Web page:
Halt drug possession charges during pandemic to stem spike in overdose deaths, advocates say

More than 50 human rights, drug and legal policy groups are pressuring the federal government to suspend criminal charges for simple drug possession as part of its response to COVID-19, arguing that the pandemic led to drug use practices more dangerous and an increase in overdose deaths.

In a letter to Health Minister Patty Hajdu, Public Security Minister Bill Blair and Justice Minister David Lametti, the organizations say COVID-19 has forced supervised drinking venues and safe needle programs to close or shorten its schedule.

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Additional policing on the streets to enforce pandemic public health measures has also increased fear of imprisonment, causing many drug users to forego safety precautions or consume on their own.

"Increased police surveillance in the context of the pandemic makes it even more difficult to access vital health services and the ability to use drugs safely, in addition to increasing the risk of arrest and detention," the letter says.

"It is not surprising that some cities are already seeing reports of increasing deaths from overdose since the beginning of the COVID-19 pandemic."

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Organizations report that the situation is also increasing the risk of HIV and hepatitis C infections among intravenous drug users at a time when Canada is already facing another public health emergency – the opioid crisis.

Between January 2016 and September 2019, there were about 14,700 opioid-related deaths across the country.

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Cities that report overdose spikes

Many cities, including Toronto, are reporting an increase in suspected overdoses and deaths in the months of March and April of this year, after the general closure of companies and support services, in response to the pandemic.

The groups that signed the letter – which include Amnesty International, the Canadian Nurses Association, the Canadian Public Health Association and the Criminal Lawyers Association – say the Drugs and Controlled Substances Act gives the federal health minister the authority to issue an exemption on criminal charges "on the basis that it is necessary for medical or scientific purposes or is otherwise in the public interest".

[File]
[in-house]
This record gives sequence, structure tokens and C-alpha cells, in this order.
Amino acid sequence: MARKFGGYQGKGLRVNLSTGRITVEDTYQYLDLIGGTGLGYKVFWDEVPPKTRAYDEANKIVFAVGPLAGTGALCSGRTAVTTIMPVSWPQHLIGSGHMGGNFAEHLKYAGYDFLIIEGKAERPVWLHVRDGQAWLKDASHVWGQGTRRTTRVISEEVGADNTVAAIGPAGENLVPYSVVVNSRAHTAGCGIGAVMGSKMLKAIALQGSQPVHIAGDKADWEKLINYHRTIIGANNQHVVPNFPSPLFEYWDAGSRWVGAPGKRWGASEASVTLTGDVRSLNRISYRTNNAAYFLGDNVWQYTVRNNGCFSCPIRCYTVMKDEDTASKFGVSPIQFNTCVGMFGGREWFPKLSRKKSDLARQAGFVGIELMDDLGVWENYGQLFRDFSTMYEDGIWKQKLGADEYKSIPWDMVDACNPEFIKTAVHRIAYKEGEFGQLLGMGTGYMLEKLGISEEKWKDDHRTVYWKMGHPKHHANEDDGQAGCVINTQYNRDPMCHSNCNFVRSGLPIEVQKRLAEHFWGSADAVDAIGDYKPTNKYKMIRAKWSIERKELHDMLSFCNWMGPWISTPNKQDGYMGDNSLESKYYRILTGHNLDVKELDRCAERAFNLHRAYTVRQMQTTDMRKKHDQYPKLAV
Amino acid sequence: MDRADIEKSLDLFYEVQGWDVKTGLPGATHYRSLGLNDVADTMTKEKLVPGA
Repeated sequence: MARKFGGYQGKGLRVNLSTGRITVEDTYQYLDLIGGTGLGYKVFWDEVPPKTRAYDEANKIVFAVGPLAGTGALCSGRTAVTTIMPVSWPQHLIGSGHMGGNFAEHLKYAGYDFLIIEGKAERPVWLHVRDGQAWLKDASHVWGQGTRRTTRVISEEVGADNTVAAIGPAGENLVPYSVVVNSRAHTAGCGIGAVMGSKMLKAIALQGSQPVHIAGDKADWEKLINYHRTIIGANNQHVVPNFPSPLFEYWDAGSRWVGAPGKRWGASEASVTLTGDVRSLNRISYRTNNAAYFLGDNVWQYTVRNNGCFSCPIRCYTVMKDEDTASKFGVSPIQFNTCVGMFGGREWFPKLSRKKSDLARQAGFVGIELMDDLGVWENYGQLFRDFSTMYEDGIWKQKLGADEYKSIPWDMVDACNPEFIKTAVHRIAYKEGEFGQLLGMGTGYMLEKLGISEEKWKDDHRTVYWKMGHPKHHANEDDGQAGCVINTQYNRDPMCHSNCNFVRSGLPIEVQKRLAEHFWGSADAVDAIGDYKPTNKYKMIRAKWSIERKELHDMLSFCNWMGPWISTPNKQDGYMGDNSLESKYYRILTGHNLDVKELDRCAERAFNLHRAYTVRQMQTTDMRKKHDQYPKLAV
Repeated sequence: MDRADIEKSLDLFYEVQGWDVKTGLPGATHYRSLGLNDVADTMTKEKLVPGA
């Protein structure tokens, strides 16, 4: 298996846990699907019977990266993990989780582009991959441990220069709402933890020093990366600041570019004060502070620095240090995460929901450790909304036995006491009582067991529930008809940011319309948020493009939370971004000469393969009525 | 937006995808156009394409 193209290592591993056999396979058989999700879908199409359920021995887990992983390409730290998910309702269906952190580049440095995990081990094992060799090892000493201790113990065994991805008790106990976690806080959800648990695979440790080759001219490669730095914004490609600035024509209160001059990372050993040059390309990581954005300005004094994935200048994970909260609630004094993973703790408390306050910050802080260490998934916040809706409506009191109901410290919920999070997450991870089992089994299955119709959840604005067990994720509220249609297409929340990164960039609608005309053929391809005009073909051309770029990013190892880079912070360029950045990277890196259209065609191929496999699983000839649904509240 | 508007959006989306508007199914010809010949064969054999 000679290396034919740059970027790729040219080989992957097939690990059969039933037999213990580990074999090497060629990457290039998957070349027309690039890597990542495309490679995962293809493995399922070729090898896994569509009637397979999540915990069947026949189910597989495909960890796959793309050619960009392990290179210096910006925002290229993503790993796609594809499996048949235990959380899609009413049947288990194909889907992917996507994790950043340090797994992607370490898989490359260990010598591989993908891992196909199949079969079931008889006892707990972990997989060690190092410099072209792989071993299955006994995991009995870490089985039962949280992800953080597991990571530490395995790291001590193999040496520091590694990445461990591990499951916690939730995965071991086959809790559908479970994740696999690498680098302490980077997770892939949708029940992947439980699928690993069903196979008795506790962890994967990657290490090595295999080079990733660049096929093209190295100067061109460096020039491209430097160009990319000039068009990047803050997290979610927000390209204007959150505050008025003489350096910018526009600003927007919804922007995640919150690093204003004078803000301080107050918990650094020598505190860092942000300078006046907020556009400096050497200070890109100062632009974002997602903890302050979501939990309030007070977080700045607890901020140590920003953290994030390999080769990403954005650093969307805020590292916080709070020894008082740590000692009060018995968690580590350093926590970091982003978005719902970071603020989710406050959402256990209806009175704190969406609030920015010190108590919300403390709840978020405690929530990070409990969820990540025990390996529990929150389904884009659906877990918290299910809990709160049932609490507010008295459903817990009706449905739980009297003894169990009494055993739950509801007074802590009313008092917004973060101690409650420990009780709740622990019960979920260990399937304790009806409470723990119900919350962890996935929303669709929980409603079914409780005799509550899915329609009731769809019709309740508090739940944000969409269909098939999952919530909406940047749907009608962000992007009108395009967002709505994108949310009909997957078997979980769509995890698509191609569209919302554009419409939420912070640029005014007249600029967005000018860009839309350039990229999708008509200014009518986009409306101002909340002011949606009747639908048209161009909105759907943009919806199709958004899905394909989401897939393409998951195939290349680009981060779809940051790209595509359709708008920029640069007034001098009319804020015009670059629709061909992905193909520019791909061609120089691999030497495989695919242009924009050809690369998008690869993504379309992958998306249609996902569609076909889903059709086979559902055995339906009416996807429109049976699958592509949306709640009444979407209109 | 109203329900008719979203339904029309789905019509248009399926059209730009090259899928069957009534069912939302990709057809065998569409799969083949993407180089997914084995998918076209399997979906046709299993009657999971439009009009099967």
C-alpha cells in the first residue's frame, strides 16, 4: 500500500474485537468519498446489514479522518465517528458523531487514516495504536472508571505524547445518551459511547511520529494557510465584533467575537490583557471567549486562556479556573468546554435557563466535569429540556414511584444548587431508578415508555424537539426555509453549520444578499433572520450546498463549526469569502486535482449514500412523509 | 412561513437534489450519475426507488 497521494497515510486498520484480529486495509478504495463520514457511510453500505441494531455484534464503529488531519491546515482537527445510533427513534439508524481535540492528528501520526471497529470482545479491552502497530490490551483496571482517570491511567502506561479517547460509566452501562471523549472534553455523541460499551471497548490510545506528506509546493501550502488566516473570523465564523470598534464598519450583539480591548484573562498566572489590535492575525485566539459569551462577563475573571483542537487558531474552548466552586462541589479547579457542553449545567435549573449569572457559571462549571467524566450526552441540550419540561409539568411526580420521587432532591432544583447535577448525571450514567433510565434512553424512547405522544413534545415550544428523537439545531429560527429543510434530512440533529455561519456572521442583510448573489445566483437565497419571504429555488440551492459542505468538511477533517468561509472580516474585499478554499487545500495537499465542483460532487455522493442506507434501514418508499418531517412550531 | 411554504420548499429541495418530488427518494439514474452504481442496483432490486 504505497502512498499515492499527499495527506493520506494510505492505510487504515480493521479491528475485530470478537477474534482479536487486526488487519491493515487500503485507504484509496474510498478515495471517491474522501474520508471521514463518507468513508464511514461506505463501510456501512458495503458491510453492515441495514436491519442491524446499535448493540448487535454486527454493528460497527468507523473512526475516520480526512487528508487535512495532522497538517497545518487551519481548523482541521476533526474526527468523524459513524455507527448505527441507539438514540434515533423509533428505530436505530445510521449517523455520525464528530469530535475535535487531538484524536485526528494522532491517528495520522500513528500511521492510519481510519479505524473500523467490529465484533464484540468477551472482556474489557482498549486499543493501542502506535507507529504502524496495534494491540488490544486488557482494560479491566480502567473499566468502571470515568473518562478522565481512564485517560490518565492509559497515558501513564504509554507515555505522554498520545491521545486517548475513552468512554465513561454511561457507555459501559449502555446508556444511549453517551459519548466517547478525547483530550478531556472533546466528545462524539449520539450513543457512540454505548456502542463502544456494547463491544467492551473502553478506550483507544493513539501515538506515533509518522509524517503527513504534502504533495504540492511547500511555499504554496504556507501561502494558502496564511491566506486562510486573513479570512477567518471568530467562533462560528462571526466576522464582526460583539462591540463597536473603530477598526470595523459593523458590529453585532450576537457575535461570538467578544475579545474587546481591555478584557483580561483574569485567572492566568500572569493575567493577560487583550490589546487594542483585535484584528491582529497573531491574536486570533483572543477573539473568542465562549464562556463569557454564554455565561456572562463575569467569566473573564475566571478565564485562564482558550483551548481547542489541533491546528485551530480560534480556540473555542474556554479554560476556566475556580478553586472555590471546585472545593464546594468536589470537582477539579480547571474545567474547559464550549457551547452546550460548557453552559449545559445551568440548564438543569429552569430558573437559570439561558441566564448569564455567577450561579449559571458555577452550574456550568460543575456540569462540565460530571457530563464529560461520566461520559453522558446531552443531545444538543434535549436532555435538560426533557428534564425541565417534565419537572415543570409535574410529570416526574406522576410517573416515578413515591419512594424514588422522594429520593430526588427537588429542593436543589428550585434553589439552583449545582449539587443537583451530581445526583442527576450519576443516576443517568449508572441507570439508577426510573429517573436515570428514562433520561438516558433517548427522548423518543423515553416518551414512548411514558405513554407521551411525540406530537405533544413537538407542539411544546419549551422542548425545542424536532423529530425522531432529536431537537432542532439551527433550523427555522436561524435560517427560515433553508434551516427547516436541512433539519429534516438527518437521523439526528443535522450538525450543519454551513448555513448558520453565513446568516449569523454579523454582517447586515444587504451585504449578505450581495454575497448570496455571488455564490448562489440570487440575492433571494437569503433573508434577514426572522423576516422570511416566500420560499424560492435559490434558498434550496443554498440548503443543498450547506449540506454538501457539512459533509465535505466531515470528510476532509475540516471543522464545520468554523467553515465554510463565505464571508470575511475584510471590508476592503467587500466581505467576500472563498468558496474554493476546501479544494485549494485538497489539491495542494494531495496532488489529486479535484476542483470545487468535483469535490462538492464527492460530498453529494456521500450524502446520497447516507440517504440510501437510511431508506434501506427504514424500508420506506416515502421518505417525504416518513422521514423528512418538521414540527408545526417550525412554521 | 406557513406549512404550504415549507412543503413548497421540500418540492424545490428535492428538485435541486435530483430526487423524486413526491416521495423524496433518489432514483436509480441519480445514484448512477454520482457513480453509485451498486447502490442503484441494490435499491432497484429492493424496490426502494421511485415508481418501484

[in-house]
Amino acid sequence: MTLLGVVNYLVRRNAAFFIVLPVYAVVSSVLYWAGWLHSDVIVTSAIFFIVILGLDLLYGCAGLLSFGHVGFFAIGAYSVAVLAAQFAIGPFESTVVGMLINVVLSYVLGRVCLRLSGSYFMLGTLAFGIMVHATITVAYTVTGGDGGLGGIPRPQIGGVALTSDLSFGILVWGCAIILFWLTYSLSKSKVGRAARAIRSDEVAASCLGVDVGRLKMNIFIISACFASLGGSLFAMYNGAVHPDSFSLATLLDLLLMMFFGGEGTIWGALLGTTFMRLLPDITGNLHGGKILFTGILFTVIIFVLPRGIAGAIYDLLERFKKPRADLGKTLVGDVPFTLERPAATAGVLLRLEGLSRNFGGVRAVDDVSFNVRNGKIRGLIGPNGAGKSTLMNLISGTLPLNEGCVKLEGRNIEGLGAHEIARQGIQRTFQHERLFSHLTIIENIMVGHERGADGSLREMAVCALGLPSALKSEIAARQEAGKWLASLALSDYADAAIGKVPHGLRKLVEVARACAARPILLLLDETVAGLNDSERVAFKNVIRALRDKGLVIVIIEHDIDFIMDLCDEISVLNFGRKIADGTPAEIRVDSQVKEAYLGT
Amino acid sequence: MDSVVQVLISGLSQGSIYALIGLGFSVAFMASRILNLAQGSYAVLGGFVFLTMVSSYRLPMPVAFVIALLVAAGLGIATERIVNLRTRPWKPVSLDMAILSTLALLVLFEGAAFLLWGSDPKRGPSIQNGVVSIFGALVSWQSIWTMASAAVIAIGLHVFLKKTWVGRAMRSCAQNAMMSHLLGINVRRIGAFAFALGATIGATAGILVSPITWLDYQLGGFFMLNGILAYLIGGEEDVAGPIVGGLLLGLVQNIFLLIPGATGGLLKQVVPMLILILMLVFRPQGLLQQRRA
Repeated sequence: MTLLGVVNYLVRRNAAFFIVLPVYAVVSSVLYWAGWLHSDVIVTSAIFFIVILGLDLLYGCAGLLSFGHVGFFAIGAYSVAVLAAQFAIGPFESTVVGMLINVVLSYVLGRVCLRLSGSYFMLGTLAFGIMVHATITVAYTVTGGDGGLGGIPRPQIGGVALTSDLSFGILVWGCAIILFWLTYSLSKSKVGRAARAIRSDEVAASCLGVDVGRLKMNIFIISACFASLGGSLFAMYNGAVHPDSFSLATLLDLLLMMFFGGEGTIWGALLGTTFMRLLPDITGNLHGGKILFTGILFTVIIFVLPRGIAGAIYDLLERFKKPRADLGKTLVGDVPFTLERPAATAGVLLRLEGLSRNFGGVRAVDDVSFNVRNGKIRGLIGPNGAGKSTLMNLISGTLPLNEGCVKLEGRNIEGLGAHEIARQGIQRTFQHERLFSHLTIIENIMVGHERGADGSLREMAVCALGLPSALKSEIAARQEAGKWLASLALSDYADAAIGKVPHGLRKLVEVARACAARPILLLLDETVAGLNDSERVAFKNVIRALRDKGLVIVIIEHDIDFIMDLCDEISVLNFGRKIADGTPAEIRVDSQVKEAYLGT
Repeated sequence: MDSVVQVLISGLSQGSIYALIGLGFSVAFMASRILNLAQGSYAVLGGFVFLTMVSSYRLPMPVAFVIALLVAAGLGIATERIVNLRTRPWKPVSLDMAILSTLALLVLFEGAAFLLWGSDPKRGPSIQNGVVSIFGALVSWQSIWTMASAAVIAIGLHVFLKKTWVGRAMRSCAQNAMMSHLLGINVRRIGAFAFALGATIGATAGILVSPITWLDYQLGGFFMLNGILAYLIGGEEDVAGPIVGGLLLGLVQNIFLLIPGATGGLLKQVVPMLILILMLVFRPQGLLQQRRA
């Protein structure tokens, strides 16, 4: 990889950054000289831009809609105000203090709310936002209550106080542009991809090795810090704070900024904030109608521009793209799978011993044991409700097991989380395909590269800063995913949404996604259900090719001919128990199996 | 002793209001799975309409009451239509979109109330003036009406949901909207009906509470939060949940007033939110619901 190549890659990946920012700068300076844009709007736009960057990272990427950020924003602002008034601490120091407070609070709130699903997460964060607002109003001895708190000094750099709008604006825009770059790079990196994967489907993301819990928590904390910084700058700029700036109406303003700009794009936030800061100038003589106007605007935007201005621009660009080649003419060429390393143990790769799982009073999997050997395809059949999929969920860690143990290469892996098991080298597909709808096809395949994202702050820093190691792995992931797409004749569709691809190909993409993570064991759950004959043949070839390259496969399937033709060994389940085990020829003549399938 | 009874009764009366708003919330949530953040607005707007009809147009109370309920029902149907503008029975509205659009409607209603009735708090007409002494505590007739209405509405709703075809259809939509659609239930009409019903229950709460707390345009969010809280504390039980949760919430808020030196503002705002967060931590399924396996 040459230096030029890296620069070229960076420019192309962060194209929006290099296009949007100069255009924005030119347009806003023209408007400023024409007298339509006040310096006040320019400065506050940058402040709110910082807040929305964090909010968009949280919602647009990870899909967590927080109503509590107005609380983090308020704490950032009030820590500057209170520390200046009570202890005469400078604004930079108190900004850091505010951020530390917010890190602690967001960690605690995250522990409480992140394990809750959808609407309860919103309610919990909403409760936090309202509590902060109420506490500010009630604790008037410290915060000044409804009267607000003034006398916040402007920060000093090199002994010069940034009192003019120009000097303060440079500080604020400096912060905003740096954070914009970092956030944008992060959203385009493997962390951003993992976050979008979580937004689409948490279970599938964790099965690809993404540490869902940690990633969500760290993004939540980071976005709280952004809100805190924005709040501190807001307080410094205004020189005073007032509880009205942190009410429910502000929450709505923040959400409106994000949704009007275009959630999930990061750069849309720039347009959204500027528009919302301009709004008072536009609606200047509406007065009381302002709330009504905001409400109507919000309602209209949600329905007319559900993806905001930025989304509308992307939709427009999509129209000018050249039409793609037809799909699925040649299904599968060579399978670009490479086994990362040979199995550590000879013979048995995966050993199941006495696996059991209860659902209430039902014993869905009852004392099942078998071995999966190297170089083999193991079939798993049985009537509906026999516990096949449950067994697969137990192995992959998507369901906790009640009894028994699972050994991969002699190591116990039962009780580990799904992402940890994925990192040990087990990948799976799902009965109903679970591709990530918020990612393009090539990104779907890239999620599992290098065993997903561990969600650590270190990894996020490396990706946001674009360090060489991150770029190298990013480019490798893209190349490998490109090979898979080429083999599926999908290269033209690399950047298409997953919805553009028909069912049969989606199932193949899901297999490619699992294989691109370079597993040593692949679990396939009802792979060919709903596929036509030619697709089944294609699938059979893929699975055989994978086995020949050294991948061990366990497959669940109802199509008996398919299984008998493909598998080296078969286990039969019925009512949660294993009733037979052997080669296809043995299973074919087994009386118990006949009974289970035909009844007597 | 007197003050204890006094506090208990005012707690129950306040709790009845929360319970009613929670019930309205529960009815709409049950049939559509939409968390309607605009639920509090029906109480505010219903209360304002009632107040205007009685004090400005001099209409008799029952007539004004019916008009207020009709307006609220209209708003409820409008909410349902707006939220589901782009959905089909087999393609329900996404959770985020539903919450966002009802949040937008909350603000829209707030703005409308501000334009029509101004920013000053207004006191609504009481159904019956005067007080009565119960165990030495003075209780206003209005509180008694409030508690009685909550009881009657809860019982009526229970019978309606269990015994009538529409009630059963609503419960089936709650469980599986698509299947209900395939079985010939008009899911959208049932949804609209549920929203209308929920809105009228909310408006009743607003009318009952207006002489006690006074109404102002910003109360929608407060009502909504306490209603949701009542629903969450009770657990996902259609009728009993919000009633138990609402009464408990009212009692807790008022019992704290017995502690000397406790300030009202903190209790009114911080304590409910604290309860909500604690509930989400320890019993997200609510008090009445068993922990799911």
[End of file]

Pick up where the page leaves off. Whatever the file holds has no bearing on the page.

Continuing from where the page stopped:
In 2015, the government granted exemptions for supervised consumer services using the same section of the act.

The groups say the federal cabinet can also issue a directive.

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Proponents of harm reduction have been lobbying federal authorities to decriminalize simple drug possession for years, arguing that this measure would offer major public health benefits while presenting little risk to public security.

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"We wanted (the government) to decriminalize simple drug possession more broadly, but we think there is now even more urgency due to the increase in deaths," said Sandra Ka Hon Chu, director of research and advocacy for the HIV / AIDS Legal Department. from Canada. Network.

"The fact that people who use drugs are more often in public spaces means that they are more vulnerable to police surveillance, harassment or potential detention. And the last place we want them to be right now is detention."

Limit the spread in jails, prisons

Ka Hon Chu said it would make little sense to put drug users in prison when provincial and federal prisons are taking steps to depopulate to limit the spread of COVID-19 behind bars.

The confined environment in detention – coupled with the fact that many incarcerated people have chronic health conditions – has led many to warn that the virus can spread quickly behind bars and lead to severe symptoms.

People who use drugs, especially those who are homeless or have poor housing arrangements, are more likely to have the kind of chronic health problems that make them prone to developing severe symptoms if they are infected with the virus, the groups say.

An expert in the Office of the United Nations Commissioner for Human Rights issued a statement last month describing the additional risks that people who use drugs face during the pandemic. He said the COVID-19 crisis requires countries to take "extraordinary measures" to protect their health.

"To prevent unnecessary entry of prisoners and unsafe drug use practices, the moratorium must be considered in compliance with laws that criminalize the use and possession of drugs," says the April 16 statement.

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